, week of
Oct. 18, 2021
1. Environmental Human Rights
When people talk about human rights, they usually mean such rights as the right to equality, freedom from discrimination, freedom from slavery, freedom from torture, and the right to participate in government and elections. This month, the United Nations Human Rights Council added another freedom to its list of human rights. The council voted to declare that access to a “safe, clean, healthy and sustainable environment” is a basic human right. This is the first time the international council has acknowledged a healthy environment as an important right. Human rights chief Michelle Bachelet said the move “is about protecting people and the planet — the air we breathe, the water we drink, the food we eat.” Despite criticism from some countries, including the United States, the environmental rights resolution was supported by 43 of the 47 nations on the council. A healthy environment affects people in many ways. In the newspaper or online, find and study photos and stories showing different ways people benefit from a healthy environment around them. Use what you read to write a personal or political column that explores these benefits. Remember that some benefits affect people indirectly rather than directly.
Common Core State Standards: Producing clear and coherent writing in which the development, organization and style are appropriate to the task; citing textual or visual evidence when writing or speaking to support conclusions.
2. Less Salt in Food
Americans love salty foods like potato chips and French fries, but too much salt in what you eat can increase the risk of health problems like high blood pressure, heart attacks, strokes, kidney failure and obesity. To reduce the amount of salt (or sodium) in what people eat, the U.S. Food and Drug Administration has issued new recommendations to lower the salt content of foods eaten in restaurants, school cafeterias and food trucks, or in packaged and prepared foods. The recommendations seek to reduce the average daily sodium intake by 12 percent over the next two-and-a-half years by encouraging food manufacturers, restaurants and food service companies to lower their use of salt, the New York Times newspaper reported. That would lower the daily intake to 3,000 milligrams of salt from the 3,400 milligrams of salt that Americans now consume (3,000 milligrams of salt is equal to about one teaspoon). Compliance with the FDA recommendations is voluntary for now, but health experts hailed them as a good first step. Many processed foods or snacks contain a great deal of salt. To determine how much, people can check the ingredients label for sodium (if it is listed first, it means sodium makes up a high percentage of ingredients). With the newspaper or Internet, use food ads to find healthy foods to replace salty packaged ones for snacks or meals. Use what you find to brainstorm an idea for an animated video for younger students to teach about healthy alternatives that are delicious and fun to eat.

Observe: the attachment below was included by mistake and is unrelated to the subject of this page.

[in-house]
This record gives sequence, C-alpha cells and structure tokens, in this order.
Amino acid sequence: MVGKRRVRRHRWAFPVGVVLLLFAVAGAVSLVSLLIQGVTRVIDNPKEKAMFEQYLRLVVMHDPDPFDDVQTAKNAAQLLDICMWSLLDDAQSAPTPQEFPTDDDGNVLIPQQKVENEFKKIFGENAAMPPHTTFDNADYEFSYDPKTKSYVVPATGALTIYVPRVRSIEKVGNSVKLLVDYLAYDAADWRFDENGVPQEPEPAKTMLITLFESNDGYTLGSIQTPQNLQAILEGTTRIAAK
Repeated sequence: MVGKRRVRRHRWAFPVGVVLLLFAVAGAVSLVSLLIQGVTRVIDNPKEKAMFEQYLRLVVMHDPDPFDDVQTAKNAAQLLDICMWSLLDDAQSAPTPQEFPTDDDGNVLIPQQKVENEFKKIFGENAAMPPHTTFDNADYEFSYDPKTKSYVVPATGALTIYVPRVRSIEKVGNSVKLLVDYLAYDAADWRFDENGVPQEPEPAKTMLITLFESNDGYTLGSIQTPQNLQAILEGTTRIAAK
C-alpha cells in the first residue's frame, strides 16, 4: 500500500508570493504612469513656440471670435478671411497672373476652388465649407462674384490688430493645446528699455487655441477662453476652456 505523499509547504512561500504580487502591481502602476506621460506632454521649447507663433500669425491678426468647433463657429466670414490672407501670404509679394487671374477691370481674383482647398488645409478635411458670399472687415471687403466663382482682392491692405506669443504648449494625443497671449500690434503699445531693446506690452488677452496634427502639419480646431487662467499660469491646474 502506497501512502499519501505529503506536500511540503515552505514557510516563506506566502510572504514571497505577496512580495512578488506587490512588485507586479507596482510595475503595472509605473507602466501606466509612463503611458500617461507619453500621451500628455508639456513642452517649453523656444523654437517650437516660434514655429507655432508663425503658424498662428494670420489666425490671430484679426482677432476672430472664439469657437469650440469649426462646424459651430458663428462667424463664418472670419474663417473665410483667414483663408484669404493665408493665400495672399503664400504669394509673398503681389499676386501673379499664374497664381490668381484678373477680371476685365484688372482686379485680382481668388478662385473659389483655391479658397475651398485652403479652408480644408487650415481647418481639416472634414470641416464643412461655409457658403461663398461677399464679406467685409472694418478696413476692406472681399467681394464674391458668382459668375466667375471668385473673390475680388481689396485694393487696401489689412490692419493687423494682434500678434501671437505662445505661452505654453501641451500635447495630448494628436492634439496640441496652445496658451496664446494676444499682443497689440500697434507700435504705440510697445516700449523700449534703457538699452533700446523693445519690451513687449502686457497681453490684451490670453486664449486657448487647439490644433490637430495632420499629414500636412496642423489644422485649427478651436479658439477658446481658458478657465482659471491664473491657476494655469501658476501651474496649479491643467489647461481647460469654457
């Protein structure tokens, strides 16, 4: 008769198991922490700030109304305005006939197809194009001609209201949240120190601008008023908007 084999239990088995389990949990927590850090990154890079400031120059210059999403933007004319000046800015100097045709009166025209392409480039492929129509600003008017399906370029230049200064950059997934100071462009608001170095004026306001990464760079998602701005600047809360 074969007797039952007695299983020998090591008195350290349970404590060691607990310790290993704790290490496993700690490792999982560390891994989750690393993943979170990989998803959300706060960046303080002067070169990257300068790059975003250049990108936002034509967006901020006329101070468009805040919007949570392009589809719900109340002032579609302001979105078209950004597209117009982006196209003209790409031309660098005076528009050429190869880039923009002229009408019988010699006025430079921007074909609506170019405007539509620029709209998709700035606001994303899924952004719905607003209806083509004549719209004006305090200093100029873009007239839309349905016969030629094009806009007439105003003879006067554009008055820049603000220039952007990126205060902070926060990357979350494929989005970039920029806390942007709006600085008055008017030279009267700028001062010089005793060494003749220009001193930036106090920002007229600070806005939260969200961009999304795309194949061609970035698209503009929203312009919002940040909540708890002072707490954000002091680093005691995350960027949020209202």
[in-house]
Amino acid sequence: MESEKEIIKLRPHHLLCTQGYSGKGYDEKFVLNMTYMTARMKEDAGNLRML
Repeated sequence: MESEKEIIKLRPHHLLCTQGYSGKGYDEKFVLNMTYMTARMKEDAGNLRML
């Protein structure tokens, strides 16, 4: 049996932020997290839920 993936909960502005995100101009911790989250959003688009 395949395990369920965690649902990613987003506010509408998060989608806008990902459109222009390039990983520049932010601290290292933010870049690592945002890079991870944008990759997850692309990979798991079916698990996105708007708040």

Common Core State Standards: Writing narratives to develop real or imagined experiences or events; citing specific textual evidence when writing or speaking to support conclusions.
3. Burnt Sequoias
The giant sequoia is the largest tree in the world in volume and has an immense trunk that contains more wood than any other species. Giant sequoias can grow to nearly 300 feet tall and some are more than 3,000 years old. In the state of California, giant sequoias are natural attractions that draw thousands of visitors a year. But this year, intense wildfires in the areas where they grow in the Sierra Nevada mountains are threatening the survival of this remarkable species. Wildfires have encroached on sequoia groves in both Sequoia and Kings Canyon National Parks and also in the Giant Sequoia National Monument area of Sequoia National Forest. Despite efforts to save these signature trees, the fires have damaged both the trunks and the canopy of foliage high above, the Washington Post newspaper reported. With fires still burning in the affected areas, officials do not yet know how many sequoias have been affected or how many will die from the intense heat. But they are worried. “The fires were severe enough to possibly impact hundreds of trees,” one park official said. The California wildfires continue to pose dangers to people, wildlife and the environment. Use the newspaper and Internet to follow the latest news about the wildfires this week. Write an editorial outlining the greatest challenges facing the affected areas.